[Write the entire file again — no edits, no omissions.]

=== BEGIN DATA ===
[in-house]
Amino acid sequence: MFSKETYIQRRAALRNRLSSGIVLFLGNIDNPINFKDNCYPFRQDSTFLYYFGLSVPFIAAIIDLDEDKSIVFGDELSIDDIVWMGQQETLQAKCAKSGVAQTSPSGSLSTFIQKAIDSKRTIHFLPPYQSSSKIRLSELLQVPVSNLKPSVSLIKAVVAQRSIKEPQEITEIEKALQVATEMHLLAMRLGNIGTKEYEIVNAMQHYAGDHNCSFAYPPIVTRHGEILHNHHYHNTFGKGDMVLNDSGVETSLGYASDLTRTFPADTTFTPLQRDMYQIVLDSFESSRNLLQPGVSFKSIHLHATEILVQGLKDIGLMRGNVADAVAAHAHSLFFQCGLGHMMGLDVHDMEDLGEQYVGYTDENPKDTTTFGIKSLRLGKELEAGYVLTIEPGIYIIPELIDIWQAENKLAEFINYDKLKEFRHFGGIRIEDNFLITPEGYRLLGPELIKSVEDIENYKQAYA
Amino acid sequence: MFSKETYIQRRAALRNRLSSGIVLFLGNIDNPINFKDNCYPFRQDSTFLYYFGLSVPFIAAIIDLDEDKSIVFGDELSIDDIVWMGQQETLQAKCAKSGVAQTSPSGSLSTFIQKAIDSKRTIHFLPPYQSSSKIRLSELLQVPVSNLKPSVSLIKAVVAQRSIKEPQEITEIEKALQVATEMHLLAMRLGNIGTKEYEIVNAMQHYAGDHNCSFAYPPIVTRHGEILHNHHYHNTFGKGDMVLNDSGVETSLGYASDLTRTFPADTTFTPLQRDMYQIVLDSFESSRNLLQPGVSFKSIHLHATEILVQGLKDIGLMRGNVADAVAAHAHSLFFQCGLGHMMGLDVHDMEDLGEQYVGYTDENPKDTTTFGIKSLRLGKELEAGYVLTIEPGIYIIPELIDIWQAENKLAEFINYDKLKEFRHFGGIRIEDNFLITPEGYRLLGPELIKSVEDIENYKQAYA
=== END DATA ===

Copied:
[in-house]
Amino acid sequence: MFSKETYIQRRAALRNRLSSGIVLFLGNIDNPINFKDNCYPFRQDSTFLYYFGLSVPFIAAIIDLDEDKSIVFGDELSIDDIVWMGQQETLQAKCAKSGVAQTSPSGSLSTFIQKAIDSKRTIHFLPPYQSSSKIRLSELLQVPVSNLKPSVSLIKAVVAQRSIKEPQEITEIEKALQVATEMHLLAMRLGNIGTKEYEIVNAMQHYAGDHNCSFAYPPIVTRHGEILHNHHYHNTFGKGDMVLNDSGVETSLGYASDLTRTFPADTTFTPLQRDMYQIVLDSFESSRNLLQPGVSFKSIHLHATEILVQGLKDIGLMRGNVADAVAAHAHSLFFQCGLGHMMGLDVHDMEDLGEQYVGYTDENPKDTTTFGIKSLRLGKELEAGYVLTIEPGIYIIPELIDIWQAENKLAEFINYDKLKEFRHFGGIRIEDNFLITPEGYRLLGPELIKSVEDIENYKQAYA
Amino acid sequence: MFSKETYIQRRAALRNRLSSGIVLFLGNIDNPINFKDNCYPFRQDSTFLYYFGLSVPFIAAIIDLDEDKSIVFGDELSIDDIVWMGQQETLQAKCAKSGVAQTSPSGSLSTFIQKAIDSKRTIHFLPPYQSSSKIRLSELLQVPVSNLKPSVSLIKAVVAQRSIKEPQEITEIEKALQVATEMHLLAMRLGNIGTKEYEIVNAMQHYAGDHNCSFAYPPIVTRHGEILHNHHYHNTFGKGDMVLNDSGVETSLGYASDLTRTFPADTTFTPLQRDMYQIVLDSFESSRNLLQPGVSFKSIHLHATEILVQGLKDIGLMRGNVADAVAAHAHSLFFQCGLGHMMGLDVHDMEDLGEQYVGYTDENPKDTTTFGIKSLRLGKELEAGYVLTIEPGIYIIPELIDIWQAENKLAEFINYDKLKEFRHFGGIRIEDNFLITPEGYRLLGPELIKSVEDIENYKQAYA